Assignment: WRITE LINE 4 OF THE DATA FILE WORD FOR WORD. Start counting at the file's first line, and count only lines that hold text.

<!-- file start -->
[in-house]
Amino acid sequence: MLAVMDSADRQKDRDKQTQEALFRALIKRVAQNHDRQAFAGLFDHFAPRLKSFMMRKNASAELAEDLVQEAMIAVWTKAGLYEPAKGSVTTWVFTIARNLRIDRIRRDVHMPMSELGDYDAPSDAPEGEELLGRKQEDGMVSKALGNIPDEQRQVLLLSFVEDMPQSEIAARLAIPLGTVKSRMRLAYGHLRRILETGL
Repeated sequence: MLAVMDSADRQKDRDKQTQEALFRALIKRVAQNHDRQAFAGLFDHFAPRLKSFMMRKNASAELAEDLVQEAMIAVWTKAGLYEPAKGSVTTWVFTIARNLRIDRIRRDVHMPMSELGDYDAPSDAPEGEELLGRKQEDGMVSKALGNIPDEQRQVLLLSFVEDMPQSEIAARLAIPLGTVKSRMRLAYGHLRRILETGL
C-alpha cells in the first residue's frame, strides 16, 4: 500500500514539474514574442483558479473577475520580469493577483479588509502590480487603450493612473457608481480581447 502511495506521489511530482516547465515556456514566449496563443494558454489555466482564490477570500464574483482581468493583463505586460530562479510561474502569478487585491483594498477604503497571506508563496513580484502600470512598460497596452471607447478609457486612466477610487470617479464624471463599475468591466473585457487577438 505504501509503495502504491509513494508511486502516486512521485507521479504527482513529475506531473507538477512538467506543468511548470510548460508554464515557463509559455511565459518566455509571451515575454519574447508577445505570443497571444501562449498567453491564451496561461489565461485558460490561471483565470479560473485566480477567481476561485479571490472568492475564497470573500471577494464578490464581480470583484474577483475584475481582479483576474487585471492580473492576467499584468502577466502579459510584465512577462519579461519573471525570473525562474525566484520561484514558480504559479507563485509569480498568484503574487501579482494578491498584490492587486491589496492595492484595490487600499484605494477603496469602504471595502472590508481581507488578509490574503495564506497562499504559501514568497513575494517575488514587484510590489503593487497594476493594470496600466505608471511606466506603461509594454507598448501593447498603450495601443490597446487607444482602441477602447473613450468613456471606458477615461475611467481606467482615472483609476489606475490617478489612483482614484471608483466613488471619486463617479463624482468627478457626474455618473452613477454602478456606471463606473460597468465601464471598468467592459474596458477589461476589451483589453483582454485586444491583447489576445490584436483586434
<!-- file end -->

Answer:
C-alpha cells in the first residue's frame, strides 16, 4: 500500500514539474514574442483558479473577475520580469493577483479588509502590480487603450493612473457608481480581447 502511495506521489511530482516547465515556456514566449496563443494558454489555466482564490477570500464574483482581468493583463505586460530562479510561474502569478487585491483594498477604503497571506508563496513580484502600470512598460497596452471607447478609457486612466477610487470617479464624471463599475468591466473585457487577438 505504501509503495502504491509513494508511486502516486512521485507521479504527482513529475506531473507538477512538467506543468511548470510548460508554464515557463509559455511565459518566455509571451515575454519574447508577445505570443497571444501562449498567453491564451496561461489565461485558460490561471483565470479560473485566480477567481476561485479571490472568492475564497470573500471577494464578490464581480470583484474577483475584475481582479483576474487585471492580473492576467499584468502577466502579459510584465512577462519579461519573471525570473525562474525566484520561484514558480504559479507563485509569480498568484503574487501579482494578491498584490492587486491589496492595492484595490487600499484605494477603496469602504471595502472590508481581507488578509490574503495564506497562499504559501514568497513575494517575488514587484510590489503593487497594476493594470496600466505608471511606466506603461509594454507598448501593447498603450495601443490597446487607444482602441477602447473613450468613456471606458477615461475611467481606467482615472483609476489606475490617478489612483482614484471608483466613488471619486463617479463624482468627478457626474455618473452613477454602478456606471463606473460597468465601464471598468467592459474596458477589461476589451483589453483582454485586444491583447489576445490584436483586434